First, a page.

FAIRFIELD — City Council members voted Tuesday to end the landscape contract with low bidder TruGreen LandCare Inc. of Fairfield and award a $190,080 pact to New Image Landscape Company of Fremont.
TruGreen’s $134,280 bid to maintain the Linear Bike Trail, which runs through the city to Solano Community College, was the lowest, but the city cited problems it said have arisen with TruGreen. Public Works Director George Hicks in a July letter to TruGreen wrote that Bermuda grass along the bike trail did not appear to have been sprayed and would take multiple herbicide applications to control.
The letter, which cited other problems, also recounted issues with TruGreen’s separate contract for Air Base Parkway landscape maintenance. The council on Tuesday rejected the company’s $138,000 low bid for that work and awarded the contract to Dominguez Landscape Services Inc. of Sacramento. A total of five companies bid on each of the two contracts.
George Guynn Jr., president of the Central Solano Citizen-Taxpayer Group, said before the council votes that the city should consider volunteers to maintain landscaping and suggested the council donate its pay and labor to aid that effort.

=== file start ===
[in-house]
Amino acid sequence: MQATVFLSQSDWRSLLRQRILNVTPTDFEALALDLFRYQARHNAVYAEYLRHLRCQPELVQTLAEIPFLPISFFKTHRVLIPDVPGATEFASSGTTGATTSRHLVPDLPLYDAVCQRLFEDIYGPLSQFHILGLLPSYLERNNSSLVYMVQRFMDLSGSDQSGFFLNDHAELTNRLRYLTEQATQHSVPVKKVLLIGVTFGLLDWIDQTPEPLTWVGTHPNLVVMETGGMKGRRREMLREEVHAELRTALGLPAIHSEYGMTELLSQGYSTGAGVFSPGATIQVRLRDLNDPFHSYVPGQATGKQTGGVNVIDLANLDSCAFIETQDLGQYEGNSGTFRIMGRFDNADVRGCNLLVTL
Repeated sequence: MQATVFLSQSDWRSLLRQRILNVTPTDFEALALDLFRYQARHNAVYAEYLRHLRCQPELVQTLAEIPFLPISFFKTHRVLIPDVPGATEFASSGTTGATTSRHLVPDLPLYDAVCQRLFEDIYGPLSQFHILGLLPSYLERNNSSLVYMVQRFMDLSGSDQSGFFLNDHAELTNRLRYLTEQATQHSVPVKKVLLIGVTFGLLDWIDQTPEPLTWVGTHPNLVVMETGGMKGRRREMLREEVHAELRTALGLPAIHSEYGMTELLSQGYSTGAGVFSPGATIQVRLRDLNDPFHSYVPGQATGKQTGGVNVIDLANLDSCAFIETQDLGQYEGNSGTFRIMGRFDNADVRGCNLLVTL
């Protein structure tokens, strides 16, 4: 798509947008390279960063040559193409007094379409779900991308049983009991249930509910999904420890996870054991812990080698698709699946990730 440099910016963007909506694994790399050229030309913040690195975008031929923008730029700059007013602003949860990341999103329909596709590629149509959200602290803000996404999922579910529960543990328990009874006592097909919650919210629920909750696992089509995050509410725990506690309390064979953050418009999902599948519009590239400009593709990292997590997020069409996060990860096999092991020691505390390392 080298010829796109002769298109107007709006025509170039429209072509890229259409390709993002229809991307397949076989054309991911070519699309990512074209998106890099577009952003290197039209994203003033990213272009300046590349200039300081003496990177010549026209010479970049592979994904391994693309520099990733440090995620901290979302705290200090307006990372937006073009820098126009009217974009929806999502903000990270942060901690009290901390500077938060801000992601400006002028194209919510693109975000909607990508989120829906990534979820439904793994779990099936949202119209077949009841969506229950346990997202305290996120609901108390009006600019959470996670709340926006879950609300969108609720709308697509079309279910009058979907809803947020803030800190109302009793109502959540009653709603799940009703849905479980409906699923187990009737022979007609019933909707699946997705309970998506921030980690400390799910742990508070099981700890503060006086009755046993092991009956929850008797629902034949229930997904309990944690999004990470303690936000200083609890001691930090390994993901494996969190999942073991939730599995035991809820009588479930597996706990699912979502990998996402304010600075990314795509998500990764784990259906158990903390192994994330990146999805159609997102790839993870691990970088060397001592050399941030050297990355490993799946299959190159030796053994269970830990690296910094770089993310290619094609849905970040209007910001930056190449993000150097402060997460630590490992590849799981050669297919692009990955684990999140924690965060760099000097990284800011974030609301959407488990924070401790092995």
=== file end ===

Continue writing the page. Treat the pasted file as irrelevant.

“It seems to always be the taxpayer who has to fork over more money,” he said.
Council actions Tuesday follow the Nov. 21 council meeting when Hicks said plummeting bids by contractors for landscaping work meant prices so low they weren’t close to covering expenses. Contractors 10 years ago had crews that knew the area but large companies now send different workers who may have to use Google maps to find landscaping sites, he had said. Fairfield is experiencing a dramatic increase in overgrown, stressed, dying and dead landscaping in various areas, Hicks said.
Jodi Adams, community association manager for the Rancho Solano Homeowners Association, supported awarding the contracts to new companies. Existing problems include overwatering of St. Andrews Drive where water pooled and weeds were growing in the street, she said.
Fairfield began outsourcing some landscaping in the early 1990s and in 2004 decided to contract for all such work.
Councilman John Mraz said the city staff determined that it would cost $750,000 a year to add 10 landscape workers – a cost that excludes supervision and equipment, he said. Mraz has said suggestions that Fairfield return to having city employees maintain landscaping are financially impractical.
Reach Ryan McCarthy at 427-6935 or email@example.com.